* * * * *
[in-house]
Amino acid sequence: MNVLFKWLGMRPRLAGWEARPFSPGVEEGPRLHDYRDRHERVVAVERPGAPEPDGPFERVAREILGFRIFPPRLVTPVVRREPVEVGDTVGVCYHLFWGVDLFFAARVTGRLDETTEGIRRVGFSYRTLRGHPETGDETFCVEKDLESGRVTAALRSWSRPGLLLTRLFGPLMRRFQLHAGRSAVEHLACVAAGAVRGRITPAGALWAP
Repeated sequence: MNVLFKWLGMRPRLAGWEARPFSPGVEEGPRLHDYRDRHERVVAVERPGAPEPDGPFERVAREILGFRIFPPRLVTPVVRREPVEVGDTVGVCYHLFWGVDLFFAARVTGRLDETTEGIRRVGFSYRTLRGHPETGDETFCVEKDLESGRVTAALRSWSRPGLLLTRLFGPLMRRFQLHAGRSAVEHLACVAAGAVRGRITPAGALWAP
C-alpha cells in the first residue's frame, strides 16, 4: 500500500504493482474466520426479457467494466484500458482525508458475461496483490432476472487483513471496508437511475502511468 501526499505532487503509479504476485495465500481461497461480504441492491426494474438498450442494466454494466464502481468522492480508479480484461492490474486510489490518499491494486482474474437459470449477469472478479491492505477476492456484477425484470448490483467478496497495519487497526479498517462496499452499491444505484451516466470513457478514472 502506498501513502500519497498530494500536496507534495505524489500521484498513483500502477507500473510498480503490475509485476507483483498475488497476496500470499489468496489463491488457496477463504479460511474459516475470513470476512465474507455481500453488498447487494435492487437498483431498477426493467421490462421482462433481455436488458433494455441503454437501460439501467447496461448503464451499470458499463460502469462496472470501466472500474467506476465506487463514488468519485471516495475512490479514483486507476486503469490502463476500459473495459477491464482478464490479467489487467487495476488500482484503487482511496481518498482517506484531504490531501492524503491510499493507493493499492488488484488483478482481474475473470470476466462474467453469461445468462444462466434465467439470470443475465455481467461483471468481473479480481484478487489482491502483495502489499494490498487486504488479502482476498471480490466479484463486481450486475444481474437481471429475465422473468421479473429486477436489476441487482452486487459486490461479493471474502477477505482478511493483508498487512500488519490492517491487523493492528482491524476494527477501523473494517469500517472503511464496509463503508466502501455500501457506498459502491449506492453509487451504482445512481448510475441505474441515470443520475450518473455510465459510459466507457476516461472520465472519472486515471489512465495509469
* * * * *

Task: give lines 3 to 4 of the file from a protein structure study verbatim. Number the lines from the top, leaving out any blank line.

Repeated sequence: MNVLFKWLGMRPRLAGWEARPFSPGVEEGPRLHDYRDRHERVVAVERPGAPEPDGPFERVAREILGFRIFPPRLVTPVVRREPVEVGDTVGVCYHLFWGVDLFFAARVTGRLDETTEGIRRVGFSYRTLRGHPETGDETFCVEKDLESGRVTAALRSWSRPGLLLTRLFGPLMRRFQLHAGRSAVEHLACVAAGAVRGRITPAGALWAP
C-alpha cells in the first residue's frame, strides 16, 4: 500500500504493482474466520426479457467494466484500458482525508458475461496483490432476472487483513471496508437511475502511468 501526499505532487503509479504476485495465500481461497461480504441492491426494474438498450442494466454494466464502481468522492480508479480484461492490474486510489490518499491494486482474474437459470449477469472478479491492505477476492456484477425484470448490483467478496497495519487497526479498517462496499452499491444505484451516466470513457478514472 502506498501513502500519497498530494500536496507534495505524489500521484498513483500502477507500473510498480503490475509485476507483483498475488497476496500470499489468496489463491488457496477463504479460511474459516475470513470476512465474507455481500453488498447487494435492487437498483431498477426493467421490462421482462433481455436488458433494455441503454437501460439501467447496461448503464451499470458499463460502469462496472470501466472500474467506476465506487463514488468519485471516495475512490479514483486507476486503469490502463476500459473495459477491464482478464490479467489487467487495476488500482484503487482511496481518498482517506484531504490531501492524503491510499493507493493499492488488484488483478482481474475473470470476466462474467453469461445468462444462466434465467439470470443475465455481467461483471468481473479480481484478487489482491502483495502489499494490498487486504488479502482476498471480490466479484463486481450486475444481474437481471429475465422473468421479473429486477436489476441487482452486487459486490461479493471474502477477505482478511493483508498487512500488519490492517491487523493492528482491524476494527477501523473494517469500517472503511464496509463503508466502501455500501457506498459502491449506492453509487451504482445512481448510475441505474441515470443520475450518473455510465459510459466507457476516461472520465472519472486515471489512465495509469